The Krasukha is an electronic warfare system to counter airborne and space-based radar systems. Credit: Vitaly V. Kuzmin/Wikipedia.
The Krasukha-4 jamming system has an effective radius of 300km (186 miles). Credit: Vitaly V. Kuzmin/Wikipedia.
The Krasukha electronic warfare system is utilised by the Russian armed forces. Credit: Ministry of Defence of the Russian Federation.

The Krasukha is a mobile electronic warfare (EW) system designed to counter airborne and space-based radar systems from the ground. It effectively jams a wide range of signalsparticularly those from airborne radio-electronics such as unmanned aerial vehicles (UAVs), and other airborne systems, including radar-guided missiles. 

Manufactured by Concern Radio-Electronic Technologies (KRET), a subsidiary of the Russian state-owned defence company Rostec, the system can be mounted on diverse wheeled platforms and is operated by the Russian armed forces.   

Details of the Krasukha electronic warfare system

The Krasukha is a family of radar jamming complexes, comprising the 1L269 Krasukha-2 and the 1RL257 Krasukha-4. 

The systems are employed by independent EW brigades to disrupt the operation of airborne radars, specifically targeting those that operate within the 1GHz to 18GHz wavebands. 

The 1RL257 Krasukha-4, for instance, can jam satellite communication (SATCOM) frequencies in the X-band (7.9GHz to 8.4GHz), Ku-band (10.9GHz to 14GHz), and Ka-band (18GHz to 40GHz). 

Krasukha-2 electronic countermeasure system

The Krasukha-2, an S-band system, is designed to disrupt the radar capabilities of airborne early warning and control (AWACS) aircraft such as the Boeing E-3 Sentry, within a range of 250km (160 miles). 

Additionally, the Krasukha-2 possesses the capability to interfere with other airborne radars, including those used for radar-guided missiles. It protects mobile targets, including the 9K720 Iskander short-range ballistic missile (SRBM), from radar detection. 

Krasukha-2 electronic warfare system operations

The Krasukha-2 system identifies signal types and deploys potent intelligent jamming radiation to disrupt enemy radar, rendering the enemy aircraft unable to detect targets or to deploy high-precision weapons effectively. 

As a result, enemy aircraft are forced to exit the airspace under the influence of the electronic warfare system and abandon their combat missions. 

The Krasukha-2 mobile complex provides coverage of command posts, troop formations, and air defence systems, significantly enhancing the survivability of troops and safeguarding critical industrial and administrative-political facilities in the country from precise weapon attacks, including guided missiles and bombs.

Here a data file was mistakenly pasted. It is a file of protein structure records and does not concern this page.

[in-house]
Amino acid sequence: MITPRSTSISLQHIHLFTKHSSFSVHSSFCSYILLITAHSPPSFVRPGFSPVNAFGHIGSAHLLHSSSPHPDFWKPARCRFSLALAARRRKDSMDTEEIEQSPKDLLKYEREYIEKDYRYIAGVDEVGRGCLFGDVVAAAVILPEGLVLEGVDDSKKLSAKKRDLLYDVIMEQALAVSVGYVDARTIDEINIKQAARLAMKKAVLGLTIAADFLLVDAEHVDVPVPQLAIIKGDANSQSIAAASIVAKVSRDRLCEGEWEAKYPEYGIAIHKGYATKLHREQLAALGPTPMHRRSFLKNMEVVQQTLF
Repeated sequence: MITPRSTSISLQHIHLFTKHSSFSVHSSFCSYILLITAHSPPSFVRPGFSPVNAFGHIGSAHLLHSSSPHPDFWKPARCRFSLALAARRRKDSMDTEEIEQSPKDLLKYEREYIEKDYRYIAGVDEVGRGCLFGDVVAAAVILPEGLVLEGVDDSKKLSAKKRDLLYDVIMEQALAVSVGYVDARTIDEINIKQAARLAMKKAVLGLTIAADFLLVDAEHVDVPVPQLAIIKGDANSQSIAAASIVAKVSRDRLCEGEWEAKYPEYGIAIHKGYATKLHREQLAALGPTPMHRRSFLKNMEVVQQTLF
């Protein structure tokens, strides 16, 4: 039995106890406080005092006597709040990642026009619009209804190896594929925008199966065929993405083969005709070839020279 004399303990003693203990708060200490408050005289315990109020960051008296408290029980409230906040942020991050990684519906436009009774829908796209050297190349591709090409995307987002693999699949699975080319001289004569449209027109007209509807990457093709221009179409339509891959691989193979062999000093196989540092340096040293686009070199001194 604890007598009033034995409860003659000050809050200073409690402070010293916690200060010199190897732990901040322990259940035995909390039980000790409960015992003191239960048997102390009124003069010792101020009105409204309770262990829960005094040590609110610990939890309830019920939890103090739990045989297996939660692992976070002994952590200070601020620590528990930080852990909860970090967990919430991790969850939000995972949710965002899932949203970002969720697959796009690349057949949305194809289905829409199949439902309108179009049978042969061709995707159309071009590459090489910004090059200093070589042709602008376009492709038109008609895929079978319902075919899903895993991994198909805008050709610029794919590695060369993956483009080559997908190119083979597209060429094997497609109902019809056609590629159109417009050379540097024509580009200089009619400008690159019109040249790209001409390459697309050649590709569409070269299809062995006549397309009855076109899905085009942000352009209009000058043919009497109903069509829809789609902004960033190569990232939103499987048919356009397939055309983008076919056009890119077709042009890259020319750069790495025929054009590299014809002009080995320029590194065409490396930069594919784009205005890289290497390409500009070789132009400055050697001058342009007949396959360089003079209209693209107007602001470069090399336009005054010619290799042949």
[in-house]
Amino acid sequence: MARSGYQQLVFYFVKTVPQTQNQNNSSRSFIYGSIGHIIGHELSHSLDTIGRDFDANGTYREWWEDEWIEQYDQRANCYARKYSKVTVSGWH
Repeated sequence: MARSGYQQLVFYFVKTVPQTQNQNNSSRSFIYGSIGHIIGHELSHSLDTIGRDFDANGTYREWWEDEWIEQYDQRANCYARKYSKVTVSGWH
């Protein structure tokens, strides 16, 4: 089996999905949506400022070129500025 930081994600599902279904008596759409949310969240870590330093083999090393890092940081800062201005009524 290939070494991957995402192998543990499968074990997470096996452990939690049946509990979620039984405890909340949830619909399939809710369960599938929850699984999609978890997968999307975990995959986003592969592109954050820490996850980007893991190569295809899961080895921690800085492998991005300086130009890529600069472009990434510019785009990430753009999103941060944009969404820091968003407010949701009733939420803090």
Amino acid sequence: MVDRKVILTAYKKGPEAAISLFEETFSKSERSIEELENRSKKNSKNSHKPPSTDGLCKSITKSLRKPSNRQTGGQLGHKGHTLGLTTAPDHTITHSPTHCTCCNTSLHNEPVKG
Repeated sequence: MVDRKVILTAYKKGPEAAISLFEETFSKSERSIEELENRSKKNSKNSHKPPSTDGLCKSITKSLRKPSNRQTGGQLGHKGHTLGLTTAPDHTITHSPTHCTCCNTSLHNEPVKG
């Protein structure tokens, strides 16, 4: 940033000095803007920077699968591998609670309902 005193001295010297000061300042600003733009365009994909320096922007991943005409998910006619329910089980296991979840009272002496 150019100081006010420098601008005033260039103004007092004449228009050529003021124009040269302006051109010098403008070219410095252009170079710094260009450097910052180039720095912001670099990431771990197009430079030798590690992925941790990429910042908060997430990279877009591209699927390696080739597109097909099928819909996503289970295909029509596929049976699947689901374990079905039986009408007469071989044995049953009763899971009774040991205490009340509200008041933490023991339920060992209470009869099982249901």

Krasukha-4 electronic warfare system details

The state-of-the-art Krasukha-4 is a broadband multifunctional jamming station mounted on a BAZ-6910-022 four-axle-chassis. It operates in strategically significant regions where adversaries’ reconnaissance aircraft and spy satellites are notably active. 

It can disrupt the radar systems of enemy strike and reconnaissance aircraft, UAVs, and low-orbit satellites. It can also track Nato aircraft and target ground radars. 

The broadband interference capabilities of the Krasukha-4 station are adept at countering modern radar systems found in contemporary aircraft, including those operating at low altitudes. 

Its advanced technology can significantly disrupt the onboard systems of targeted aircraft, forcing them to rise and become vulnerable to Russian air defences. 

The Krasukha-4 jamming system can disrupt signals for aircraft and drones within an effective radius of 300km (186 miles). 

Krasukha EW system applications

Russian Krasukha-2s were spotted in Donetsk as part of the Organization for Security and Cooperation in Europe (OSCE)’s Special Monitoring Mission to Ukraine (SMM) in July 2018. 

In a June 2022 special military operation, the Krasukha-4, operated by a team from Russia’s Central Military District, conducted a comprehensive scan of the airspace to safeguard the Donetsk and Lugansk People’s Republics. It could identify and classify aerial targets, notably neutralising the onboard radar of Ukrainian reconnaissance UAVs during the Russia-Ukraine conflict. 

The Krasukha-4 jamming system was also deployed in Syria, where it effectively disrupted the communications and sensor capabilities of the US and coalition forces. 

Orders and deliveries

Rosoboronexport, a subsidiary of Rostec, signed the first contract for the Krasukha EW system at the Army 2021 International Military-Technical Forum in August 2021. 

Several South-East Asian countries placed orders for the EW system in August 2023.